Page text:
In Utah, minorities are more than twice as likely as whites to be contacted by police looking for crime suspects. Their odds of being searched and arrested also are greater. Why is that good news? Because state officials bothered to ask. For years, Utah’s Legislature has been reluctant to set up tracking systems that would discover whether or not minorities are targets of police. And, last year, lawmakers considered undoing a law requiring police to note the race of people they stop. Instead, the state’s Commission on Criminal and Juvenile Justice conducted surveys that discovered the high number of police contacts with minorities. Another piece of good news the surveys found is that Utah minorities aren’t being profiled for traffic stops. More white drivers were reported being pulled over.
Gov. Jon Huntsman Jr.’s lobbying during the legislative session torpedoed several anti-immigration laws that would have hurt Utah’s economy. But he recently signed the worst one, a grab-bag measure to turn local police into immigration cops and put Utah residents out of work. Huntsman says he signed it because he’s hopeful the federal government will figure out immigration before Utah’s law goes into effect in 2009. If not, there’s still a chance for Utah lawmakers to come to their senses. Lawmakers delayed implementation of the omnibus immigration law to study potential impacts of the measure. While a separate law to create the study died, legislative leaders say they’re still committed to meeting with business leaders to find out how badly they messed up.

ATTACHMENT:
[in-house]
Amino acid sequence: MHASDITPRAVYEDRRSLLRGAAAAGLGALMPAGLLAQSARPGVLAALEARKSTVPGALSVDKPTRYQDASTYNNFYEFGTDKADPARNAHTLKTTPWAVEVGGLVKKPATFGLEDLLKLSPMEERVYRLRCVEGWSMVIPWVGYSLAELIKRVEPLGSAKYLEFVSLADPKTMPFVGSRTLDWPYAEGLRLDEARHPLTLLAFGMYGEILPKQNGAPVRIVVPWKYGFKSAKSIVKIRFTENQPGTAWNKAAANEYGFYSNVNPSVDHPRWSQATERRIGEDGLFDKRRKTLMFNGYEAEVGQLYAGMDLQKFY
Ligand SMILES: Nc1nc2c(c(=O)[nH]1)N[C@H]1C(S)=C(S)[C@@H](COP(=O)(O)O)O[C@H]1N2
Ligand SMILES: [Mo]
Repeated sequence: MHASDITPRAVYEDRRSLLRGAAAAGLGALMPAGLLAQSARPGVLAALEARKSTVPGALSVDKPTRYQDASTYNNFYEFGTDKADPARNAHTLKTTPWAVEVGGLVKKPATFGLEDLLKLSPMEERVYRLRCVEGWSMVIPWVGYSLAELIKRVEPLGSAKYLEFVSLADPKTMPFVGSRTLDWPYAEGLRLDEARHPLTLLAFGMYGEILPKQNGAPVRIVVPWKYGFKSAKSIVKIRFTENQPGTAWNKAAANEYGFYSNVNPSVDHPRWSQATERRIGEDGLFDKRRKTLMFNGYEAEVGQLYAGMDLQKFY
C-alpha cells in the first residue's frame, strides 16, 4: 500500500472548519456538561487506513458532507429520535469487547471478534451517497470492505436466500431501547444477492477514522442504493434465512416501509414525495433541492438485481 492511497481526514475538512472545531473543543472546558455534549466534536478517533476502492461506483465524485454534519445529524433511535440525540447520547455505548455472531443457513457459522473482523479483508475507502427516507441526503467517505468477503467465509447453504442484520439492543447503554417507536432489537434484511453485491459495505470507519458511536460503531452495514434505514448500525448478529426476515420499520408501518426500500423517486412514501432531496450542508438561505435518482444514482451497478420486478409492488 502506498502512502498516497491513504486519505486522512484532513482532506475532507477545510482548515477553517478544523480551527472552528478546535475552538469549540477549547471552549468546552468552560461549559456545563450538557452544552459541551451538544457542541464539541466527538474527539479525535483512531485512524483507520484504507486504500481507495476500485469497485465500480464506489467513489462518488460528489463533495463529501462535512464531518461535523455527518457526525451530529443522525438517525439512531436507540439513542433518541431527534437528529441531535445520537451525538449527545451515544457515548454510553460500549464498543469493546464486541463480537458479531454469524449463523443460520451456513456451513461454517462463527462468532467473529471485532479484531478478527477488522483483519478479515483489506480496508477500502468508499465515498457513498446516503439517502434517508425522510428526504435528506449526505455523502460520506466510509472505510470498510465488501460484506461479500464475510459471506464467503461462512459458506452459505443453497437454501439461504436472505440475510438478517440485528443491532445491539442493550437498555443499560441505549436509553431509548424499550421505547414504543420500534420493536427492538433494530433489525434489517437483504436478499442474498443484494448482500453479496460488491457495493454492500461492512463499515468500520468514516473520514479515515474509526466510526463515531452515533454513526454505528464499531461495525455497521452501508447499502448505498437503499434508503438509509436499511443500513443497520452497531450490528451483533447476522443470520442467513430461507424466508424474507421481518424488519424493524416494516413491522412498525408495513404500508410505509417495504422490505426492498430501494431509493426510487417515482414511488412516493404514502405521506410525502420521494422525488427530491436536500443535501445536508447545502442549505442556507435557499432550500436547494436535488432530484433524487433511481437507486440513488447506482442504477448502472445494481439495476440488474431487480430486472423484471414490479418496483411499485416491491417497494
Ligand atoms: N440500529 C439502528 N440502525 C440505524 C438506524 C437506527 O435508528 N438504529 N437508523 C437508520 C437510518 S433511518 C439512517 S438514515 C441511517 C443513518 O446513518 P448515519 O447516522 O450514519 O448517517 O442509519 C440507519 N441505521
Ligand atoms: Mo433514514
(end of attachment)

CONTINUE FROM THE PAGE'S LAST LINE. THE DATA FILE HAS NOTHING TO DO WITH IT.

At least one Utah congressman thinks there are better uses for Utah’s open spaces than storing radioactive castoffs from Europe’s nuclear programs. Democrat Rep. Jim Matheson has introduced a bill that would allow federal nuclear regulators to ban foreign imports of low-level nuclear waste, unless the waste was generated by U.S. overseas facilities. If passed, Matheson’s bill likely would stop Utah-based EnergySolutions plan to import 20,000 tons of nuclear waste from decommissioned nuclear reactors in Italy. Current U.S. Nuclear Regulatory Commission rules allow such imports as long as the U.S. facility accepting the waste is properly licensed. Matheson notes many of Europe’s aging reactors are being mothballed and worries foreigners will be looking for somewhere to bury the remains.